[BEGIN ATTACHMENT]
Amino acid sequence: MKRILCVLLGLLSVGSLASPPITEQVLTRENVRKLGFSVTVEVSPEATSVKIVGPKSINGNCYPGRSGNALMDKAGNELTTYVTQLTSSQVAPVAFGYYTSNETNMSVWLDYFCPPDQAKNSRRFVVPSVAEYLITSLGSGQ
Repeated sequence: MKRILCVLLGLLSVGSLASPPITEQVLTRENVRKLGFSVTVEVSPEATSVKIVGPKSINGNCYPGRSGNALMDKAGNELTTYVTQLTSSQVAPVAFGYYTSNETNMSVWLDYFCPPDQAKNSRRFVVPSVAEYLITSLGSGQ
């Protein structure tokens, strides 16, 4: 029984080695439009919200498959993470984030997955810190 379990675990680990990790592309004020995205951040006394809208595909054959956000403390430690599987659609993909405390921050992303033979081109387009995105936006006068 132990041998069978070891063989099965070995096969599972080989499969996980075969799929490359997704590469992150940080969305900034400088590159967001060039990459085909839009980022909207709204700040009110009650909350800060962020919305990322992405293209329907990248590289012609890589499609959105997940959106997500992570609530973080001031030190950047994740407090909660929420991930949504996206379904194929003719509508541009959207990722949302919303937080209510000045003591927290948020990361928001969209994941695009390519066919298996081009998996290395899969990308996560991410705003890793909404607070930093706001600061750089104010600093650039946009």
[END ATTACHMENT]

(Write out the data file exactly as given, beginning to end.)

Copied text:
Amino acid sequence: MKRILCVLLGLLSVGSLASPPITEQVLTRENVRKLGFSVTVEVSPEATSVKIVGPKSINGNCYPGRSGNALMDKAGNELTTYVTQLTSSQVAPVAFGYYTSNETNMSVWLDYFCPPDQAKNSRRFVVPSVAEYLITSLGSGQ
Repeated sequence: MKRILCVLLGLLSVGSLASPPITEQVLTRENVRKLGFSVTVEVSPEATSVKIVGPKSINGNCYPGRSGNALMDKAGNELTTYVTQLTSSQVAPVAFGYYTSNETNMSVWLDYFCPPDQAKNSRRFVVPSVAEYLITSLGSGQ
């Protein structure tokens, strides 16, 4: 029984080695439009919200498959993470984030997955810190 379990675990680990990790592309004020995205951040006394809208595909054959956000403390430690599987659609993909405390921050992303033979081109387009995105936006006068 132990041998069978070891063989099965070995096969599972080989499969996980075969799929490359997704590469992150940080969305900034400088590159967001060039990459085909839009980022909207709204700040009110009650909350800060962020919305990322992405293209329907990248590289012609890589499609959105997940959106997500992570609530973080001031030190950047994740407090909660929420991930949504996206379904194929003719509508541009959207990722949302919303937080209510000045003591927290948020990361928001969209994941695009390519066919298996081009998996290395899969990308996560991410705003890793909404607070930093706001600061750089104010600093650039946009």